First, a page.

Asymptomatic COVID-19 Rare, Especially for Unvaccinated People
Regular symptom screening revealed completely asymptomatic COVID-19 infection is highly unlikely among unvaccinated people.
Since the beginning of the COVID-19 pandemic, the narrative has been circulating that anywhere from 4-80% of cases are asymptomatic. However, new research finds that asymptomatic infection is very unlikely, especially in unvaccinated people.
The study, published this week in Open Forum Infectious Diseases, determined the frequency of asymptomatic COVID-19 infections in a cohort of vaccinated and unvaccinated healthcare workers.
From the Walter Reed National Military Medical Center (WRNMMC), the investigators enrolled PCR-negative healthcare workers 18 years and older. The study ran from August 25, 2020-February 28, 2021, before the more infectious Delta and Omicron variants caused the majority of COVID-19 infections.
Every month, the investigators collected serum samples from the cohort to test for COVID-19 antibodies. The participants also completed a viral respiratory infection symptom questionnaire each day they experienced COVID-19 symptoms, as well as twice a month to establish a health baseline.
The 34 symptoms included in the screenings were organized within the domains of nasal, throat, eye, chest, gastrointestinal, body/systemic, and taste/smell. Symptom severity was measured 0-4, and the participants were also asked if they felt at their usual state of health each time they completed the questionnaire.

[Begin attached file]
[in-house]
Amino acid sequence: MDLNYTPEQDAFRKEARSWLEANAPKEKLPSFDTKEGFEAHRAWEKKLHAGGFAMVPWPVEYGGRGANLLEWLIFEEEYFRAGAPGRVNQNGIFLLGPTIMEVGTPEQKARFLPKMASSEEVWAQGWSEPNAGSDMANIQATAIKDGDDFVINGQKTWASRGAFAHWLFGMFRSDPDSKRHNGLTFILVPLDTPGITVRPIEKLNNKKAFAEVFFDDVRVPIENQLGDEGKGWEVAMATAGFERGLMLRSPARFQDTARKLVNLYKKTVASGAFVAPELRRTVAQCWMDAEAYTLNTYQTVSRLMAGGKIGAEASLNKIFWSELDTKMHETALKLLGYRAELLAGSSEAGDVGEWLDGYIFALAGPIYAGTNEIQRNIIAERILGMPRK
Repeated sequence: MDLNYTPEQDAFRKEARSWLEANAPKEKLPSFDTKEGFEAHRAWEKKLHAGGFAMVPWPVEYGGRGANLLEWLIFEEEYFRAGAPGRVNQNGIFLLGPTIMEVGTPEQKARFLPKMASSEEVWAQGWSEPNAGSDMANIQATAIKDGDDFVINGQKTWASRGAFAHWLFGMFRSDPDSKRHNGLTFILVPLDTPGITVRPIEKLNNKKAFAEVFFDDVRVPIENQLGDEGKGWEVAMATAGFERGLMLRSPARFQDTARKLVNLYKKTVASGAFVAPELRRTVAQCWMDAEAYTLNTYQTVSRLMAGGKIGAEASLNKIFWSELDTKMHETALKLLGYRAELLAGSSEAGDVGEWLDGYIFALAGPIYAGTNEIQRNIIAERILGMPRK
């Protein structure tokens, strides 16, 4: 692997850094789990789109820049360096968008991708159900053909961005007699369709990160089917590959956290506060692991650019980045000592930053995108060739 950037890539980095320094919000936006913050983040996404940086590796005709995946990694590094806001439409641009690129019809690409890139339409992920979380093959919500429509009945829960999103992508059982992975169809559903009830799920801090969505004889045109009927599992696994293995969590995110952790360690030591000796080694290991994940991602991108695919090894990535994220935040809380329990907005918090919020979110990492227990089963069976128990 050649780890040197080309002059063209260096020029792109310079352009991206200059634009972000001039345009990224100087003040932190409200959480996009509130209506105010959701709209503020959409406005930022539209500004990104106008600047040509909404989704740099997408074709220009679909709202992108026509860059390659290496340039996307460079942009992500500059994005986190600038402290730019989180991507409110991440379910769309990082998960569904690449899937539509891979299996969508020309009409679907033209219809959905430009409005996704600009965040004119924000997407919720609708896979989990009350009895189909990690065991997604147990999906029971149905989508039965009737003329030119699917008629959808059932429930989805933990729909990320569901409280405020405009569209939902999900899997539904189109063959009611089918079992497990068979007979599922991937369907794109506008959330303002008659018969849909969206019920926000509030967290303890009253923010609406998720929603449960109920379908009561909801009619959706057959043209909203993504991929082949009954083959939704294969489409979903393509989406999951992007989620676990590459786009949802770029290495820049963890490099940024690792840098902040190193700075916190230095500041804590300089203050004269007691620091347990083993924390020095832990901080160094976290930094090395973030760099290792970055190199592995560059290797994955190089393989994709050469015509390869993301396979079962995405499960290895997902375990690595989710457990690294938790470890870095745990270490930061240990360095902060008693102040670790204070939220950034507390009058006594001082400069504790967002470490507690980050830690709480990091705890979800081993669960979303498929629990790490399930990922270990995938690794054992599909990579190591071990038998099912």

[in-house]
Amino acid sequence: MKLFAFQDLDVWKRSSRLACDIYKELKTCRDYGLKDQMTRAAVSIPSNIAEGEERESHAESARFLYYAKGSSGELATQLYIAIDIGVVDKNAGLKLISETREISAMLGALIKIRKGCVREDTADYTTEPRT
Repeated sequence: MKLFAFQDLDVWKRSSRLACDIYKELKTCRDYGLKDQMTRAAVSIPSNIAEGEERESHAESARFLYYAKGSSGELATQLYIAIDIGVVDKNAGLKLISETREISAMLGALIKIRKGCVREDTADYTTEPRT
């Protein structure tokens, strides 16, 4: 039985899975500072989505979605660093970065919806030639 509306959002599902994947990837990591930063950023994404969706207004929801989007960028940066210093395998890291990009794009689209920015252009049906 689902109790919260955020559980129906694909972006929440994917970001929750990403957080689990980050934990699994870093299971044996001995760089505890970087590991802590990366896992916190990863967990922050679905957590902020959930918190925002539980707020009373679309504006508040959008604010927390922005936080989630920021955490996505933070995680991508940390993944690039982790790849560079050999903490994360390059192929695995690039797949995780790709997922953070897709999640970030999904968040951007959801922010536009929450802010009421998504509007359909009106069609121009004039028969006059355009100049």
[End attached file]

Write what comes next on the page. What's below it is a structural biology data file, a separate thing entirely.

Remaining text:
The investigators used a Mann-Whitney test for unpaired comparisons, applying the Bonferroni correction to analyses with multiple comparisons. They examined rates of asymptomatic infection in contrast to a hypothesized value from a 1-sample binomial test.
The study included a total of 263 participants, of which 69.2% were female and 30.8% were male. The average age was 41 years, and the racial composition was 71.1% White, 12.9% Black, 10.3% Asian, 0.4% Native Hawaiian/Pacific Islander, and 3.4% multiple racial identities.
Of the cohort, 12 healthcare workers (4.6%) contracted COVID-19. 10 were diagnosed with a positive PCR test, and 2 were diagnosed via seroconversion with negative PCR testing. None of the infected participants were from the same household or hospital department.
All 12 infected participants experienced COVID-19 symptoms. The 1-sample binomial tests found that the 100% symptom rate would be extremely unlikely if the true rate of asymptomatic infection was 50% or even 30%.
The participants who were never diagnosed with COVID-19 reported an average score of 3.0 when feeling not in their usual state of health, compared to a mean score of 4.7 among COVID-19-infected individuals.
The most notable findings of the study were that completely asymptomatic COVID-19 infection is rare in unvaccinated individuals, and the symptoms of mild COVID-19 are not sufficiently distinctive from other viral upper respiratory infections.